September 16th, 2014, 01:37 AM
Advice on moving into a CS career
I'm interested in your experiences and opinions regarding my current career "path".
I'm currently working for a very successful software company where I do technical support for our products. I interact with various customer teams, answer their questions regarding our software, help them troubleshoot problems, and even do some development on the software. For a company that is well know for hiring moldable minds right out of college, I'm getting some great experience in a lot of general skills (time management, learning a topic from scratch to solve a problem, etc.) But we use a very archaic programming language so I won't have direct experience to transfer with a language that is more commonly used like Java or C++.
I have been given the opportunity to participate in a 1 year certificate program through my company and the local state university. I'm taking general computer science courses which will give me a good general background in CS (with some programming experience) but without any specialized skills or a particular languages that I will be proficient in.
I'd like to continue my career in the CS realm, but I'm not sure what I should be doing between now and when my wife and I move (would like to try out someplace new in a few years regardless of how good my current job is). I'm not set on any particular path (such as web development, continuing to do software support, etc) and not sure how to determine what I'd like to do.
Between my job and the courses I'm taking each semester (including summer), I don't have a lot of free time to spend on developing myself especially when I have a mentally challenging job and courses. Oh and my wife and I are expecting a baby soon -- we all know how much free time we'll have!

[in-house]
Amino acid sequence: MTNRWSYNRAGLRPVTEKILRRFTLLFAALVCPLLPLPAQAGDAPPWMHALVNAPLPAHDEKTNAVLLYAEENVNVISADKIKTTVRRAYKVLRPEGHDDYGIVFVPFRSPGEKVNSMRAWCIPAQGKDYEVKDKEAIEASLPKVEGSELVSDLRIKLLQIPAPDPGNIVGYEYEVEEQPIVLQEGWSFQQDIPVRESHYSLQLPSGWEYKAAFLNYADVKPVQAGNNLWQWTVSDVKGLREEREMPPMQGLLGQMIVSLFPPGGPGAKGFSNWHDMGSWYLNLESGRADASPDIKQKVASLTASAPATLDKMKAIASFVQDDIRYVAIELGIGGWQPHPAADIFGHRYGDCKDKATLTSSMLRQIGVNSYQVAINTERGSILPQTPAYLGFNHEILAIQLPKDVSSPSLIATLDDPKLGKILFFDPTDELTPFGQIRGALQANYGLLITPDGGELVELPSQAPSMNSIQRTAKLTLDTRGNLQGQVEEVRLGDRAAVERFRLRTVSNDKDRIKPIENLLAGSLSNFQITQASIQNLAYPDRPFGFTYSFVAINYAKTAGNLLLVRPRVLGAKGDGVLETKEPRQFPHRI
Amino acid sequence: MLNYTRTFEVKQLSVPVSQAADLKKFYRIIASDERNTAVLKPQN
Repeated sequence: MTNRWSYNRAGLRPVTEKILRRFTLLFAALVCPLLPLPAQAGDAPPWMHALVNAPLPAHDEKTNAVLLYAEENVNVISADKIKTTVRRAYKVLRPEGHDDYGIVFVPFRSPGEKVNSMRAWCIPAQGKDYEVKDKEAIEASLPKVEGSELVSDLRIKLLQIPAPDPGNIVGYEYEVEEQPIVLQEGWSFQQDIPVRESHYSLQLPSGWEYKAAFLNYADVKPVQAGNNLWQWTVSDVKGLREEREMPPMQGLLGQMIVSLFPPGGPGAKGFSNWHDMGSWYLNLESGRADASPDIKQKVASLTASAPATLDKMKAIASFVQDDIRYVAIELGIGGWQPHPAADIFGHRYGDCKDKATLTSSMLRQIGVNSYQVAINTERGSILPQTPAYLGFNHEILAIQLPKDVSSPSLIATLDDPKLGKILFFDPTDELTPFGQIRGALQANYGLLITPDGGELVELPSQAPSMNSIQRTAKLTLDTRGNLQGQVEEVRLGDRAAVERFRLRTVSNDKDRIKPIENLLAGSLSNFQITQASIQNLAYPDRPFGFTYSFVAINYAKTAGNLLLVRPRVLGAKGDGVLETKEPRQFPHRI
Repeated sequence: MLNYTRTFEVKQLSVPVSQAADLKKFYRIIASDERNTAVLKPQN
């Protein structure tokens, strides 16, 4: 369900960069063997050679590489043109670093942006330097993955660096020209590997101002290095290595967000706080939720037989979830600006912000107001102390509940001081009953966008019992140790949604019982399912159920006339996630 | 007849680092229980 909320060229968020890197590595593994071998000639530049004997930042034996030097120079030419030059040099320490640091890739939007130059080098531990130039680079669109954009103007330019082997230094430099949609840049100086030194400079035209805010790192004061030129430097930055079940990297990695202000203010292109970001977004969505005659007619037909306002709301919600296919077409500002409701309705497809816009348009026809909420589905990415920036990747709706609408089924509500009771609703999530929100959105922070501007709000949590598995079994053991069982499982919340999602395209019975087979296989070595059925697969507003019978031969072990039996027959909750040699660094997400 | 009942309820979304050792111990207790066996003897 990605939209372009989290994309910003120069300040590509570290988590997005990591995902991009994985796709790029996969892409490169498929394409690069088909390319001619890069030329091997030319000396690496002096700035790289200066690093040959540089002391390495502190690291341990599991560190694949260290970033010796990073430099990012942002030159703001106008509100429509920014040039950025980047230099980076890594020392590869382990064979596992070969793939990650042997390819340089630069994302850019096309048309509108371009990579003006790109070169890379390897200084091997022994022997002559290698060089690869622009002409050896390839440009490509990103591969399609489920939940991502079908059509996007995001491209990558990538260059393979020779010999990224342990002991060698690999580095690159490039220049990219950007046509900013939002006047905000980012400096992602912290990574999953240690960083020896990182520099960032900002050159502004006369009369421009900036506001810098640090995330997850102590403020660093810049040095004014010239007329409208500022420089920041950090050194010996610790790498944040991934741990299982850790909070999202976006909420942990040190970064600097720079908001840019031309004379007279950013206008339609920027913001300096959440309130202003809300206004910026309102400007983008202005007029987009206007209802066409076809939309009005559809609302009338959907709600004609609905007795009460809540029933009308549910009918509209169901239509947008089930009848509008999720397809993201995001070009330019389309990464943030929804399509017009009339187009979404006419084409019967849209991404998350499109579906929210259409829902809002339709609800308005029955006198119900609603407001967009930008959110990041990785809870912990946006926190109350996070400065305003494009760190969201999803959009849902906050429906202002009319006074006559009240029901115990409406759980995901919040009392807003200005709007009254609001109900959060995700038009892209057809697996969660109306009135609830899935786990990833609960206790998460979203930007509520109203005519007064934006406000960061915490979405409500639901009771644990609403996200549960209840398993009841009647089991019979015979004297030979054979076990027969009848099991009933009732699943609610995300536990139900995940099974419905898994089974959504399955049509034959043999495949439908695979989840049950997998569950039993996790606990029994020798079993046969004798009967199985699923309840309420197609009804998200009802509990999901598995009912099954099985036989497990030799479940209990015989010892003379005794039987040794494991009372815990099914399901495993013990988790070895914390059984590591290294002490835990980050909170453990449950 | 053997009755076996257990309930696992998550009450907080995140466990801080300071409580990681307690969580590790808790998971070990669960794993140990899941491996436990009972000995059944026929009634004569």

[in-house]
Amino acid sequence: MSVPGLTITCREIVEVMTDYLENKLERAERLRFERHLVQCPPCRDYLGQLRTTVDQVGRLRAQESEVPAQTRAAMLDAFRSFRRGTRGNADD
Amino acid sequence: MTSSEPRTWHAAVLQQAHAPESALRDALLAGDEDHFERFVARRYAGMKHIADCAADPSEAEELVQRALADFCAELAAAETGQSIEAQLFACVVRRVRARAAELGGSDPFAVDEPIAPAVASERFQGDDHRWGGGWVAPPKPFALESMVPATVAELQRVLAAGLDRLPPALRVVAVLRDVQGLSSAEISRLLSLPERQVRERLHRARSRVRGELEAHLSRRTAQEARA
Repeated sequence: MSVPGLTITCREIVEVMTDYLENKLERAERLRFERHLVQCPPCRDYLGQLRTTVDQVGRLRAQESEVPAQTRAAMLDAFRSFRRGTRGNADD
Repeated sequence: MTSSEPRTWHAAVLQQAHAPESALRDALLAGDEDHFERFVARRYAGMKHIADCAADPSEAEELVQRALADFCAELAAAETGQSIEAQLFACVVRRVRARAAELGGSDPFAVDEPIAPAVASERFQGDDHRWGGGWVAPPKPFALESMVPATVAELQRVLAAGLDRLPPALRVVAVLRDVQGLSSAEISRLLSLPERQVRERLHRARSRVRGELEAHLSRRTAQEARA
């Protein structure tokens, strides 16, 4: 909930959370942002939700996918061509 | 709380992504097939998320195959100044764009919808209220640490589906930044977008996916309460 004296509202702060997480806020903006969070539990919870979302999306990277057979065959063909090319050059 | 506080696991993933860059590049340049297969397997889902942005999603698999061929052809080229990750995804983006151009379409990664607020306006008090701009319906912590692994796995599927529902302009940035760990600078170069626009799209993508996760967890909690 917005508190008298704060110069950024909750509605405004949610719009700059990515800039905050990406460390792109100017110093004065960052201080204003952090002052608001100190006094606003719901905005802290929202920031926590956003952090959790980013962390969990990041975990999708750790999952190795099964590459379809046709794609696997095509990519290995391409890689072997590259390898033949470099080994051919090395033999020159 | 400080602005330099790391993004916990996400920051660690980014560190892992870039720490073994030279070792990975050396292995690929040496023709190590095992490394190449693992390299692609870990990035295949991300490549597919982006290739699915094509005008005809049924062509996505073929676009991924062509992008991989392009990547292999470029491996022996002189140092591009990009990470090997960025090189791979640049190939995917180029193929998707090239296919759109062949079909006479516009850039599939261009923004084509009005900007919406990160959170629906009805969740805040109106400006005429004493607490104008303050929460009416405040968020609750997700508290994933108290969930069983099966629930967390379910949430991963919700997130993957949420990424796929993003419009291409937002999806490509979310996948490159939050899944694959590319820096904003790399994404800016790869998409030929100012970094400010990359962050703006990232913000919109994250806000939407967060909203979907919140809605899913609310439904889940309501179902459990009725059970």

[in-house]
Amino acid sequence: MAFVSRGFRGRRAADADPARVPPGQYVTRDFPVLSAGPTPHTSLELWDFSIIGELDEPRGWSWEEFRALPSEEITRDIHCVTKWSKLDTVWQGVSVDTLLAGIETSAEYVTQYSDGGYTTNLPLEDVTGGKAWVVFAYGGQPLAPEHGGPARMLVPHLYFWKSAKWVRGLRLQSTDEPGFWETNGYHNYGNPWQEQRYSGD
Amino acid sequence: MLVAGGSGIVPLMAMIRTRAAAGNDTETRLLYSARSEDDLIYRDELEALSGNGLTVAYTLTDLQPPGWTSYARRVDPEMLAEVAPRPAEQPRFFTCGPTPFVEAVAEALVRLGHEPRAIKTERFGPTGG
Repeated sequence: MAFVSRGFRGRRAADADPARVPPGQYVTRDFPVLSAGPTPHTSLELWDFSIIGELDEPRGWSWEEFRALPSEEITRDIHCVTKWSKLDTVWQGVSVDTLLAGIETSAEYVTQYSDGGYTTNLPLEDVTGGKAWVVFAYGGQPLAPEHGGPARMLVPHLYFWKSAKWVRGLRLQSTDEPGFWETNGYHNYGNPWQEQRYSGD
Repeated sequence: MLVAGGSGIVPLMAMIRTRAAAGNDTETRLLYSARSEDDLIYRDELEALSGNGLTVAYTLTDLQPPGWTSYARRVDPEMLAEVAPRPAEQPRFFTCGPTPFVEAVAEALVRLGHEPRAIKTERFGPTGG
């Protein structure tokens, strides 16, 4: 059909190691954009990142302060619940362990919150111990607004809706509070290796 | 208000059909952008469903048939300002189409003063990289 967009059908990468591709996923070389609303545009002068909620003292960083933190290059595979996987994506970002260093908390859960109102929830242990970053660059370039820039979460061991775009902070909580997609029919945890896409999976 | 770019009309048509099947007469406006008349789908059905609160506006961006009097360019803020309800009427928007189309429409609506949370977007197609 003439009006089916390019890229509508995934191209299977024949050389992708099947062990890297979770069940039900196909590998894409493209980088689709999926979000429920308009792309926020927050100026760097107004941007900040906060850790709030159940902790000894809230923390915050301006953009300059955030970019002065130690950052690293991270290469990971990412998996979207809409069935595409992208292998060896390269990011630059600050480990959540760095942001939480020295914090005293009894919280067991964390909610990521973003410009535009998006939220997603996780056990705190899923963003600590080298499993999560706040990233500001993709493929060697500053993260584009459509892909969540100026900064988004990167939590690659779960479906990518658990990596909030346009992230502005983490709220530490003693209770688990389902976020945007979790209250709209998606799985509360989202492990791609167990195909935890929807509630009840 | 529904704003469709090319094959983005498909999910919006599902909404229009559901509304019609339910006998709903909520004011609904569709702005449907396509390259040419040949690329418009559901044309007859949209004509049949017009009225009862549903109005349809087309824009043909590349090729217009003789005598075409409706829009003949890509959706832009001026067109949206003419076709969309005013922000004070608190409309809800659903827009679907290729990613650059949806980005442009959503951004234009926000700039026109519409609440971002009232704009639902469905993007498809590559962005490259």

So do you have some suggestions for ways that I could learn more about what I want my next career path to include? Or some suggestions for working on my career goals given my busy schedule? I'd like to be prepared to be able to take on more opportunities that my experience and education will open up.
September 16th, 2014, 03:54 AM
In your shoes, first thing I would figure out is what type of development I'd want to do. Game programming and desktop applications and web development are all very different, even if some languages and frameworks (coughdotnet) try to make them as similar as possible.
Game programming is generally pretty heavy on math and algorithms; conventional desktop and mobile applications focus on knowing the environment (eg, Windows vs Mac) and its capabilities; web development focuses on databases and client-side programming. A general knowledge is great, of course, ideal, but knowing graduate-level math really won't help you much with websites, and similarly HTML/CSS isn't so useful if you want to create IDE for software developers.